# 24.3 The electromagnetic spectrum

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• List three “rules of thumb” that apply to the different frequencies along the electromagnetic spectrum.
• Explain why the higher the frequency, the shorter the wavelength of an electromagnetic wave.
• Draw a simplified electromagnetic spectrum, indicating the relative positions, frequencies, and spacing of the different types of radiation bands.
• List and explain the different methods by which electromagnetic waves are produced across the spectrum.

In this module we examine how electromagnetic waves are classified into categories such as radio, infrared, ultraviolet, and so on, so that we can understand some of their similarities as well as some of their differences. We will also find that there are many connections with previously discussed topics, such as wavelength and resonance. A brief overview of the production and utilization of electromagnetic waves is found in [link] .

Electromagnetic waves
Type of EM wave Production Applications Life sciences aspect Issues
Radio&TV Accelerating charges Communications Remote controls MRI Requires controls for band use
Microwaves Accelerating charges&thermal agitation Communications Ovens Radar Deep heating Cell phone use
Infrared Thermal agitations&electronic transitions Thermal imaging Heating Absorbed by atmosphere Greenhouse effect
Visible light Thermal agitations&electronic transitions All pervasive Photosynthesis Human vision
Ultraviolet Thermal agitations&electronic transitions Sterilization Cancer control Vitamin D production Ozone depletion Cancer causing
X-rays Inner electronic transitions and fast collisions Medical Security Medical diagnosis Cancer therapy Cancer causing
Gamma rays Nuclear decay Nuclear medicineSecurity Medical diagnosis Cancer therapy Cancer causing Radiation damage

## Connections: waves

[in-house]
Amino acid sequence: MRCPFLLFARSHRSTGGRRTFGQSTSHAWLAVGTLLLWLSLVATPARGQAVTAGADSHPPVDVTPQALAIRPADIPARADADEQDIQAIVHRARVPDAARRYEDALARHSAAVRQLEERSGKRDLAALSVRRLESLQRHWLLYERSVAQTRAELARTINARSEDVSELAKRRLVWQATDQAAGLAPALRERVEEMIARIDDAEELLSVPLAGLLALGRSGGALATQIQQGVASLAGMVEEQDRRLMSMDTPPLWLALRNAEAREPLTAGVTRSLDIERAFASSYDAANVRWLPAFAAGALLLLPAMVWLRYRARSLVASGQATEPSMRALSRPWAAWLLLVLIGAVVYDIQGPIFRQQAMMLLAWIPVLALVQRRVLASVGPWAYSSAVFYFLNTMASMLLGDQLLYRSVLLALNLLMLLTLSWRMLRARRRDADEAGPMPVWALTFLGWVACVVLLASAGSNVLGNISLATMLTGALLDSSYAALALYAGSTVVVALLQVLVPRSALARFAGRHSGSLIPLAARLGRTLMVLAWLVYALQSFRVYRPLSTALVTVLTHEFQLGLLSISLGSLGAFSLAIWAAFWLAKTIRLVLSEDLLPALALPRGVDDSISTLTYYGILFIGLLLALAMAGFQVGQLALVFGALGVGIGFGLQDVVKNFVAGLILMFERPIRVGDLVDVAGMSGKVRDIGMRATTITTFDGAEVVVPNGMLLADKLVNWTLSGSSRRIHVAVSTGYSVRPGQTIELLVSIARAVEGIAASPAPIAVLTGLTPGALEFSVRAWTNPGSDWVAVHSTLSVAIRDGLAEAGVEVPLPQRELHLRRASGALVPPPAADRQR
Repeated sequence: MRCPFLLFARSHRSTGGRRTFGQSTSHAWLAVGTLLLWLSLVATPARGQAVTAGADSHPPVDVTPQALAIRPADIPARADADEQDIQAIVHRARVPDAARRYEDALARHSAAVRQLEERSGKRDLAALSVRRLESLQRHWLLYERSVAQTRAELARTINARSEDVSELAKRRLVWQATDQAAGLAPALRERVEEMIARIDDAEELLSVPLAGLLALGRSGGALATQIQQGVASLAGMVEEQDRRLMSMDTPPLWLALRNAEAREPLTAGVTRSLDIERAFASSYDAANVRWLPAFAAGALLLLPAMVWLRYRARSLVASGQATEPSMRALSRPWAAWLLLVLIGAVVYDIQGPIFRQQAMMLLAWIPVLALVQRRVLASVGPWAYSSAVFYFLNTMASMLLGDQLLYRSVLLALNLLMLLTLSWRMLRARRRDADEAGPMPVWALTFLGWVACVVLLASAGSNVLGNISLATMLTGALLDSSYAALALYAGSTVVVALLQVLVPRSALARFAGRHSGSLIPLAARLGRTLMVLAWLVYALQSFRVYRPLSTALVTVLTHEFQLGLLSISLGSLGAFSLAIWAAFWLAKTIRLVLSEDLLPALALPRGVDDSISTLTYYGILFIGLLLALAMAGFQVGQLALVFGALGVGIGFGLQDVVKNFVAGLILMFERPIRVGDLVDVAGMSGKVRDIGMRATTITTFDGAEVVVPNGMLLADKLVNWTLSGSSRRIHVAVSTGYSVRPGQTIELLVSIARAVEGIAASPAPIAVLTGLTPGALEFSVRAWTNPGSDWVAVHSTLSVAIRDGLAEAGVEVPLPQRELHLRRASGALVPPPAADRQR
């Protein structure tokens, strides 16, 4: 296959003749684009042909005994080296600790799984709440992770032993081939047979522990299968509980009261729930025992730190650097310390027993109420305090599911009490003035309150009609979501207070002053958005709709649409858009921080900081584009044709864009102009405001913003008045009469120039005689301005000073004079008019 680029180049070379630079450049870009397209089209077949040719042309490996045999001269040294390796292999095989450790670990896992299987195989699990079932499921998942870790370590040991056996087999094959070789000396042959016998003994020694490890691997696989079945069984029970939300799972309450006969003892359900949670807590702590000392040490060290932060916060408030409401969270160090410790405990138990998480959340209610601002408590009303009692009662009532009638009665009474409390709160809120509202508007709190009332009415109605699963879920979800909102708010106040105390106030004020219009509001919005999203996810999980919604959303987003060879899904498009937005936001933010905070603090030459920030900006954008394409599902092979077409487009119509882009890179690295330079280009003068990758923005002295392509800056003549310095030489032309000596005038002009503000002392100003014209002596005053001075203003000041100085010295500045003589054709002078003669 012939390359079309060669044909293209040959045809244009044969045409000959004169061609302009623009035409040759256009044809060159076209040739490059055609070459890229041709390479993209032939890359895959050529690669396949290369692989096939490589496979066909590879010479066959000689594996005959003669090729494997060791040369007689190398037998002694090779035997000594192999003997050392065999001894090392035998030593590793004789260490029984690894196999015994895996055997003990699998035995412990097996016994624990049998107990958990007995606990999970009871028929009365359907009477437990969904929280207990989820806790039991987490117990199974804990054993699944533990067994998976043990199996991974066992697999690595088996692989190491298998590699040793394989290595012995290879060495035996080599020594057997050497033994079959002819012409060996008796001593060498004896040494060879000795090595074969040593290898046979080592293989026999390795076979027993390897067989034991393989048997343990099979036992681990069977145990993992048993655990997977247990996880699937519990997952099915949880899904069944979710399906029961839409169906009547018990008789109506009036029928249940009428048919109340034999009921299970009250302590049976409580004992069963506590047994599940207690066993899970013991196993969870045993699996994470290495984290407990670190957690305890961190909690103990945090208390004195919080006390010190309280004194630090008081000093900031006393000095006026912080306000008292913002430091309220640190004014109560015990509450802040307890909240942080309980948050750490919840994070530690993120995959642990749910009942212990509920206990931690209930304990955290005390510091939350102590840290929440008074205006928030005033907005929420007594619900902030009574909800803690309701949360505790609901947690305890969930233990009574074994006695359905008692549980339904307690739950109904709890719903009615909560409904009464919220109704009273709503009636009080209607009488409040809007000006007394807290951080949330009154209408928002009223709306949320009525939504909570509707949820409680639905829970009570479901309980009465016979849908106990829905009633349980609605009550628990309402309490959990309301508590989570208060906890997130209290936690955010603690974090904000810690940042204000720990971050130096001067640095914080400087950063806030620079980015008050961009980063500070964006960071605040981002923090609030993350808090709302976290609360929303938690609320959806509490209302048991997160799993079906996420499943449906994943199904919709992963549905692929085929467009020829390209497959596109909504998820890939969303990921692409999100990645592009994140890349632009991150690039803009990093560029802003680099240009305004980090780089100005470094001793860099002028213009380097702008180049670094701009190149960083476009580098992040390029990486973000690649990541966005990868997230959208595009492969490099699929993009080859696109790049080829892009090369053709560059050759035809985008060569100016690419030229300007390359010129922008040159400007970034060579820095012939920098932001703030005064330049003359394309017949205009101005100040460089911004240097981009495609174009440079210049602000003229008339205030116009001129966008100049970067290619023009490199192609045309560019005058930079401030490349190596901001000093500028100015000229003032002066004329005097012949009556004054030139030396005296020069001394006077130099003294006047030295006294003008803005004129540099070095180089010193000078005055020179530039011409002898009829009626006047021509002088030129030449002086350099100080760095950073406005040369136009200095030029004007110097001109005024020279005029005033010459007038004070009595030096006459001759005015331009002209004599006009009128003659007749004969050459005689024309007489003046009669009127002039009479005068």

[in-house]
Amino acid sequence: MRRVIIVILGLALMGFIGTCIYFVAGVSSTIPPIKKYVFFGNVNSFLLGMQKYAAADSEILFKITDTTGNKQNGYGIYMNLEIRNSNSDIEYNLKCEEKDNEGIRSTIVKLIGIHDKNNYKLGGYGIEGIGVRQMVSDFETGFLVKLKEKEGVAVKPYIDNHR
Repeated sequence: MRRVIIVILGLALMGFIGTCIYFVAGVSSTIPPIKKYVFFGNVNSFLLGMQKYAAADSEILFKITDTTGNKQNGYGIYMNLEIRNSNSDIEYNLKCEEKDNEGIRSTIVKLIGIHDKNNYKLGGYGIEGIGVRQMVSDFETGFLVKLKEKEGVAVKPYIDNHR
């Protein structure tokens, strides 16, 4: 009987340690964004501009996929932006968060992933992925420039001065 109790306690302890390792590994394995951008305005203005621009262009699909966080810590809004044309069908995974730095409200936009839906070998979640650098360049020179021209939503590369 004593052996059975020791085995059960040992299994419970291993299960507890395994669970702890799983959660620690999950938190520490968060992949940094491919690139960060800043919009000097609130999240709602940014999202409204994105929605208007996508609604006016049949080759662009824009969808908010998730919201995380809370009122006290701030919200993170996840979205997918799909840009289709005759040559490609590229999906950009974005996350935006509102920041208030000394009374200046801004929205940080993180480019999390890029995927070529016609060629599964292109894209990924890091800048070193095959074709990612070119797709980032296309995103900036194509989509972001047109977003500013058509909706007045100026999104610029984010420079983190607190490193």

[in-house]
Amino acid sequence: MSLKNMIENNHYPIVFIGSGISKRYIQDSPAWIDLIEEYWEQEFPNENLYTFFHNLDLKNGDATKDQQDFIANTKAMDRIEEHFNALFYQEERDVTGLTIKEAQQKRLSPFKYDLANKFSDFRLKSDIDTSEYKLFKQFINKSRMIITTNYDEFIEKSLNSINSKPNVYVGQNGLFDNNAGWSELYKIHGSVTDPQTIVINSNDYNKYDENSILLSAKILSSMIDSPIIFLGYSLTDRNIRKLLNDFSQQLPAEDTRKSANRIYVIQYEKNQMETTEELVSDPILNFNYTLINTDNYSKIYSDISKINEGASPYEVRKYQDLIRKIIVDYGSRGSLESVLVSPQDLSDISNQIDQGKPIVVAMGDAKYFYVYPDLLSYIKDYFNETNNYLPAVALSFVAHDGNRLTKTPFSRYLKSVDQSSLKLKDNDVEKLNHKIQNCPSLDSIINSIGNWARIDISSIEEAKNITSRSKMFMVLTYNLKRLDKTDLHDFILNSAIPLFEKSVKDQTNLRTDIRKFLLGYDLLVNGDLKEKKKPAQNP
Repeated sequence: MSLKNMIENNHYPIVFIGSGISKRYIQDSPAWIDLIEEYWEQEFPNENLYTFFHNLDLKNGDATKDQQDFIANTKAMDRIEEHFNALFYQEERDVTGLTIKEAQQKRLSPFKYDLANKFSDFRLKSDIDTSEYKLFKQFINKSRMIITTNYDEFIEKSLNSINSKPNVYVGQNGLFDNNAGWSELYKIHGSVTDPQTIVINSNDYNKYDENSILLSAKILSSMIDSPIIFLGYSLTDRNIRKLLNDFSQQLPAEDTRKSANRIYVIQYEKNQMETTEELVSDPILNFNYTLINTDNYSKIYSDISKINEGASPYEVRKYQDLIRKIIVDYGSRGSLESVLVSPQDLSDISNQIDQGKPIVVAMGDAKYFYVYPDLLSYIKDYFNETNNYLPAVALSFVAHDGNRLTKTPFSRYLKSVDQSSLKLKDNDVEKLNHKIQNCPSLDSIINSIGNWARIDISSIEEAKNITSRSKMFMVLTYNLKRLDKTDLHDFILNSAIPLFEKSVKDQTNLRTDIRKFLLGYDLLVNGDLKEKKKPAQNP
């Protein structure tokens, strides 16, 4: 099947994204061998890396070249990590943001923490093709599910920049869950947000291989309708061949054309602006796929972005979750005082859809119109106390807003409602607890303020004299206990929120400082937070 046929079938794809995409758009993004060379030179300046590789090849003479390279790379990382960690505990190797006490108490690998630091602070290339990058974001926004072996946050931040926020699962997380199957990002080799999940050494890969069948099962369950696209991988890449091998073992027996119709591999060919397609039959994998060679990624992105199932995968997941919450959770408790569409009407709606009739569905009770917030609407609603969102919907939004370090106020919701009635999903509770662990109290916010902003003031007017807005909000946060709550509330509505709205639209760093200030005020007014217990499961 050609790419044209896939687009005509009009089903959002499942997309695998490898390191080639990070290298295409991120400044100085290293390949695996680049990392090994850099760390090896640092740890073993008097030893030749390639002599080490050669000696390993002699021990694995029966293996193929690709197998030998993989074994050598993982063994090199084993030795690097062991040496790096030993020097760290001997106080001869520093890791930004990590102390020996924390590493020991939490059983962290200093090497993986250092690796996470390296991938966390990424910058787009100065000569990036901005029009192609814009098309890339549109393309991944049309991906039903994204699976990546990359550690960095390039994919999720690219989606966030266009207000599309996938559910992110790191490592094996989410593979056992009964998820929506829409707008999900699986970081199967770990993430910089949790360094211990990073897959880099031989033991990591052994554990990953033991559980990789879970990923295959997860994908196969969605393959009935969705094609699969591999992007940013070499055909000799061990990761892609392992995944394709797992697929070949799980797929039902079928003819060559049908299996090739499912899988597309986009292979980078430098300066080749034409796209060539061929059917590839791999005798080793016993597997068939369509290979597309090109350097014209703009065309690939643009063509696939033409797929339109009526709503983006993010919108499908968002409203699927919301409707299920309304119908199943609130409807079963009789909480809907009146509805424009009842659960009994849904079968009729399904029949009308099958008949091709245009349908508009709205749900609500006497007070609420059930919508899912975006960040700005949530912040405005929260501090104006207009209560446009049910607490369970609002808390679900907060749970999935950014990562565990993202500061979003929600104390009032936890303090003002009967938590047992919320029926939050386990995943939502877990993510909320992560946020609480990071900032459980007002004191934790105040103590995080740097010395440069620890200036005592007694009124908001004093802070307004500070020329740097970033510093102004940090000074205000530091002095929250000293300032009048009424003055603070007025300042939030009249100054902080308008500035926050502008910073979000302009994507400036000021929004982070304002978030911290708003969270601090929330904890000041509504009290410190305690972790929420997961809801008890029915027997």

There are many types of waves, such as water waves and even earthquakes. Among the many shared attributes of waves are propagation speed, frequency, and wavelength. These are always related by the expression ${v}_{\text{W}}=\mathrm{f\lambda }$ . This module concentrates on EM waves, but other modules contain examples of all of these characteristics for sound waves and submicroscopic particles.

As noted before, an electromagnetic wave has a frequency and a wavelength associated with it and travels at the speed of light, or $c$ . The relationship among these wave characteristics can be described by ${v}_{\text{W}}=\mathrm{f\lambda }$ , where ${v}_{\text{W}}$ is the propagation speed of the wave, $f$ is the frequency, and $\lambda$ is the wavelength. Here ${v}_{\text{W}}=c$ , so that for all electromagnetic waves,

$c=\mathrm{f\lambda }.$

Thus, for all electromagnetic waves, the greater the frequency, the smaller the wavelength.

[link] shows how the various types of electromagnetic waves are categorized according to their wavelengths and frequencies—that is, it shows the electromagnetic spectrum. Many of the characteristics of the various types of electromagnetic waves are related to their frequencies and wavelengths, as we shall see.

explanations on harmonic motion
example ofchange of state of the body in the effectof heat
what is normal force?
the force that pushes upward on us. the force that opposes gravity
clifford
upthrust of air